Both Jay and Billy are surprised to find no one else for attending the funeral. Wondering about the shape and color of the funeral urn, Billy finds from Jay that he wanted to have a proper death Jar as this urn, for his father, instead of going for depressing grey ones. This shows the feeling of Jay for the deceased, as he wanted the funeral to be bright. Perhaps this is the reason for him being disappointed to find a dark empty room, as he entered the hall.
The father of these siblings has died and the urn is for his funeral, although he had been an atheist. However, the setting has little relevance to the urn and the church, as sister and brother virtually fight over the kind of life their father lived. While their parents had divorced, mother was suspected to have cheated upon their father, when he was away from home, to Russia. She married another man, Peter and betrayed their father.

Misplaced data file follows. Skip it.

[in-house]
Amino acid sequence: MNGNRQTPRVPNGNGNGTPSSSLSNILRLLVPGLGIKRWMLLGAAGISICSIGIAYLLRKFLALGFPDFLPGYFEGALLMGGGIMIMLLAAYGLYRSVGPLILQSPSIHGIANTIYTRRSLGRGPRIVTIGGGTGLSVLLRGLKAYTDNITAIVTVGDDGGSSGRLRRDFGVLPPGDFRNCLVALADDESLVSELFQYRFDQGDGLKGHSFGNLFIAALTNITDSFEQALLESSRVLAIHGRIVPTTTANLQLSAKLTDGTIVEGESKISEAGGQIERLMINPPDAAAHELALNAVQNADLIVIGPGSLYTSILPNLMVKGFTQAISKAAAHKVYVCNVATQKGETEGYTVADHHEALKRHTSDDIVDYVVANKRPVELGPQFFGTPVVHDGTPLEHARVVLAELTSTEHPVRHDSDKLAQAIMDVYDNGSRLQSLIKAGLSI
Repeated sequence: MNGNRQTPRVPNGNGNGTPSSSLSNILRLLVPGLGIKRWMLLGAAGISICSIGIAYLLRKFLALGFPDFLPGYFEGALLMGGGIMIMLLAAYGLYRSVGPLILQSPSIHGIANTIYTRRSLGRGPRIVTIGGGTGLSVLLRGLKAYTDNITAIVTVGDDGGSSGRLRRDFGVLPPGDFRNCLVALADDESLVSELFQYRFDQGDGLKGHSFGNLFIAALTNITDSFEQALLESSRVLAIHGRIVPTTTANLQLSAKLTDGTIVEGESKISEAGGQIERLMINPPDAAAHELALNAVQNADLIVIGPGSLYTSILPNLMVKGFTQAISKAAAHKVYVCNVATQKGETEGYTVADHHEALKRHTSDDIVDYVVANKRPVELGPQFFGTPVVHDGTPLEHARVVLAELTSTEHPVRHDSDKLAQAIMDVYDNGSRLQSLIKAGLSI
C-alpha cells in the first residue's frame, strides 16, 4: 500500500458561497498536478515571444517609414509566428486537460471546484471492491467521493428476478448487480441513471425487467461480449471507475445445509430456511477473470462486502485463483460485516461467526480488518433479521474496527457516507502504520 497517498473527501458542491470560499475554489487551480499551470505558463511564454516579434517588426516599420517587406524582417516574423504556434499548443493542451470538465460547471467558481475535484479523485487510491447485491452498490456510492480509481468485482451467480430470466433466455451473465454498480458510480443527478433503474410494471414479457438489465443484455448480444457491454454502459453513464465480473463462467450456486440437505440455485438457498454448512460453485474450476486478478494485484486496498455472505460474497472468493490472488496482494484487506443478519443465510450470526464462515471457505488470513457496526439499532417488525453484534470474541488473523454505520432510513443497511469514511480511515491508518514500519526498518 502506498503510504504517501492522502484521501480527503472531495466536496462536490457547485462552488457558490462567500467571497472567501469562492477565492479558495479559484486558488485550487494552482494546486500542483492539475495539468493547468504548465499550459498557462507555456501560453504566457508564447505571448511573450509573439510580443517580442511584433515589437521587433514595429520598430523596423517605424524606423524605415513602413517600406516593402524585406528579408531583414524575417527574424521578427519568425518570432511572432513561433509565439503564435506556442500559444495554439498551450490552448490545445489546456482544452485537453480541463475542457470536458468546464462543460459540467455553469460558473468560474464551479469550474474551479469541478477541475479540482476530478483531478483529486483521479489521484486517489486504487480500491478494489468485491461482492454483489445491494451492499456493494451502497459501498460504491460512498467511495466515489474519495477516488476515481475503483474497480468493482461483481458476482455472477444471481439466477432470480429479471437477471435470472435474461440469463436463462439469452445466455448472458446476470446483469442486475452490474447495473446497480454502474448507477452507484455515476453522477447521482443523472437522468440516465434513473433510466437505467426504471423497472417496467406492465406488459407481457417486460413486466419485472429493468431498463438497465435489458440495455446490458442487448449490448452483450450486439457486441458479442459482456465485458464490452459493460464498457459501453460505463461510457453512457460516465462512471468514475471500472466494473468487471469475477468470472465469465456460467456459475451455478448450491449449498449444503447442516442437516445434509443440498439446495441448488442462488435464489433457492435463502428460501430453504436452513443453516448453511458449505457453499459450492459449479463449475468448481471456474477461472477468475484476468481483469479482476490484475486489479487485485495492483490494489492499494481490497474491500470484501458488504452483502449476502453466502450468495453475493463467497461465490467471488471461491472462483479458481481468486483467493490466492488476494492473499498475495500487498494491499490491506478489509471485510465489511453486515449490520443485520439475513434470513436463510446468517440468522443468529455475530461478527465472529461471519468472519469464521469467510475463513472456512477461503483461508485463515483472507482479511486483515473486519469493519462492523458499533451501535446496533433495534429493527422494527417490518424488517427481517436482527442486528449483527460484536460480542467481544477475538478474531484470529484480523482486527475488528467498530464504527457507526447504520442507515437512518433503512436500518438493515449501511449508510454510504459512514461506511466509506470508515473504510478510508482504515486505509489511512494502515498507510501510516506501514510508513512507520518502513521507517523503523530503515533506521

The reason for their failure to see each other, for a long time, has its root in the breaking of family, many years back. While their mother did not attend the funeral, other relatives avoided it, fearing that she would be there.
The play highlights the grudge these siblings have against each other, as they feel that each-one has taken the side of father or mother. While they feel justified for taking such action, the oral fight resulted in the violence, as Jay cobra strikes his sister and she hits back, during the funeral setting, as both tried to defend their deeds. However, the theme of the play is strikingly conveyed to the audience in its last dialogue, when both miss having a family where brother and sister could live together. They are together, emotionally, for that moment, at-least. (Screenplays)
This play by Ryan Isenhart has two characters, Jackie Keller and Wesley O’Connor, both around the age of 60 years. While both have been fighters, Jackie has won prize, in such contests. The theme of the play lies in the fighting spirit, which both have,